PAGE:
B) Play solid, and try to avoid tough situations against a better player

In both of these examples, option "B" is the better one, and is the opposite of some of the traditional thinking.

I'm not saying don't have a wider range with a big stack, or a tighter range with a small stack at all, but the most important takeaway that you must always decided based on who you're playing, and what the situation of THAT HAND is.  Stack size is but one factor in your decision making process, not a map on how you should be playing overall.


I'm short, so I'm committed

Imagine this scenario, which I saw happen live at a Casino Rama tournament last year.

At the final table, there are 7 people remaining.  One player has a massive chip stack, and the blinds are high enough that the average stack is 12 big blinds because of how high the blinds are.  Three of the people at the table have 3 blind stacks.  The chipleader has been playing almost every hand, and opens UTG to 3x.  UTG +2 shoves for her last 10 big blinds with [5C][5D].  They table their hands, and she loses a flip to[AS][Th] busting in 7th place.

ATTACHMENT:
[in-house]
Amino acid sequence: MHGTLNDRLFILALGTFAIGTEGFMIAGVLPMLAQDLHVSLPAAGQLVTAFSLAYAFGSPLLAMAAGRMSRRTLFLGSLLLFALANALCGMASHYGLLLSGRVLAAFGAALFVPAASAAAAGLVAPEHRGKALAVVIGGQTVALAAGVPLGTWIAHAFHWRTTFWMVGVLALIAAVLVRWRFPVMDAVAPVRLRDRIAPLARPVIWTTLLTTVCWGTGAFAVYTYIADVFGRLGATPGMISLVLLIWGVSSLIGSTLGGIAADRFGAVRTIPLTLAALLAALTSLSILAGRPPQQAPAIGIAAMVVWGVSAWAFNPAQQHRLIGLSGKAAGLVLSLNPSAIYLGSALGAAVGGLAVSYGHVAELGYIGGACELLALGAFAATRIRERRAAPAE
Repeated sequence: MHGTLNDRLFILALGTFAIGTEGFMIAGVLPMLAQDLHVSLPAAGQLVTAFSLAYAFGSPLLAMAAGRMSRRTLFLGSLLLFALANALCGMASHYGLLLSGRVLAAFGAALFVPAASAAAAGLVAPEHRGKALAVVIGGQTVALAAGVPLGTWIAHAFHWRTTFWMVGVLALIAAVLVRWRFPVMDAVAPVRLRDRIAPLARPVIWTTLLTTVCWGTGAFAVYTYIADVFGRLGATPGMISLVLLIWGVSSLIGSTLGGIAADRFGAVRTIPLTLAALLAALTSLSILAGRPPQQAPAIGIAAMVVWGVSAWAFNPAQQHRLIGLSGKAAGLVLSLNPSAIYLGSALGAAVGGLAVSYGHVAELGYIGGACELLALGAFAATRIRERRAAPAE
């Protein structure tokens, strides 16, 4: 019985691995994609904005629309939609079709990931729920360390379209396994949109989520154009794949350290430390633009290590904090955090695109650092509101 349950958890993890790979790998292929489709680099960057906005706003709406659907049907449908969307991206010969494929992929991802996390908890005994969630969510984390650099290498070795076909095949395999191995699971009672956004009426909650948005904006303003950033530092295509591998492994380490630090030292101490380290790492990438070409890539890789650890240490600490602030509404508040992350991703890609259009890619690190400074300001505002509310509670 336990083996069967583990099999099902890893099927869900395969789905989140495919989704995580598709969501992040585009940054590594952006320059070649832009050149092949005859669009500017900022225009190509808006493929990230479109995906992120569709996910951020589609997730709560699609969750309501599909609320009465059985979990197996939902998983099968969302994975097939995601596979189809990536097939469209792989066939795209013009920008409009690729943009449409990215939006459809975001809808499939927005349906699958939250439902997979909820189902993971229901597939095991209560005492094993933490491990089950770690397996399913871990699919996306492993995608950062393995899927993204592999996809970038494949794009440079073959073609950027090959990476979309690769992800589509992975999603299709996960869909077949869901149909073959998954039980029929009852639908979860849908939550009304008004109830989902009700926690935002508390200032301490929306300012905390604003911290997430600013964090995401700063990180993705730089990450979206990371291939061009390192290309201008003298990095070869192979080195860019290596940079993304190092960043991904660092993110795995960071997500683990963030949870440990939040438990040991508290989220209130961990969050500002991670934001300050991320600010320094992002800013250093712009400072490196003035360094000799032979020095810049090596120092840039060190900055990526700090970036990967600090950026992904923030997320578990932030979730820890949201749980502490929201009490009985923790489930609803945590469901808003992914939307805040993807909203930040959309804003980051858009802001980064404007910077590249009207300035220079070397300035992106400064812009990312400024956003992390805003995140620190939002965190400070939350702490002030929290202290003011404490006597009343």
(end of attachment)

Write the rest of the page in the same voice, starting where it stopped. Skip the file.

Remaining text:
Did she make the right play?  I say "Hell no!".  In her spot, I'd have folded 


[9X][9X] and maybe even [10X]10X].  She didn't seem to mind, and made the comment that it was a cooler because "I only had 10 big blinds and had a pocket pair, so I had to run with it".



Everyone else at the table seemed to agree with her, and to be honest, I was laughing at them all in my head.  Before the hand started, she was in second or third place and was all but assured a pay jump.  Her most important job in that spot was play very tight to let the shortest stacks bust first, and secure a higher payout.  But no....she decided to think like the 99% of players who don't win in the long run.

As a rule of thumb, when you're short stacked (less than 15 big blinds) and you're not holding a monster hand, but holding one where you're thinking about a shove, you should be looking for two things:

          1) Fold equity
          2) Dead money

Here's an example of what I mean.

It's the mid-stage of a tournament, you're holding [6D][6S]


in the big blind with a 10 big blind stack.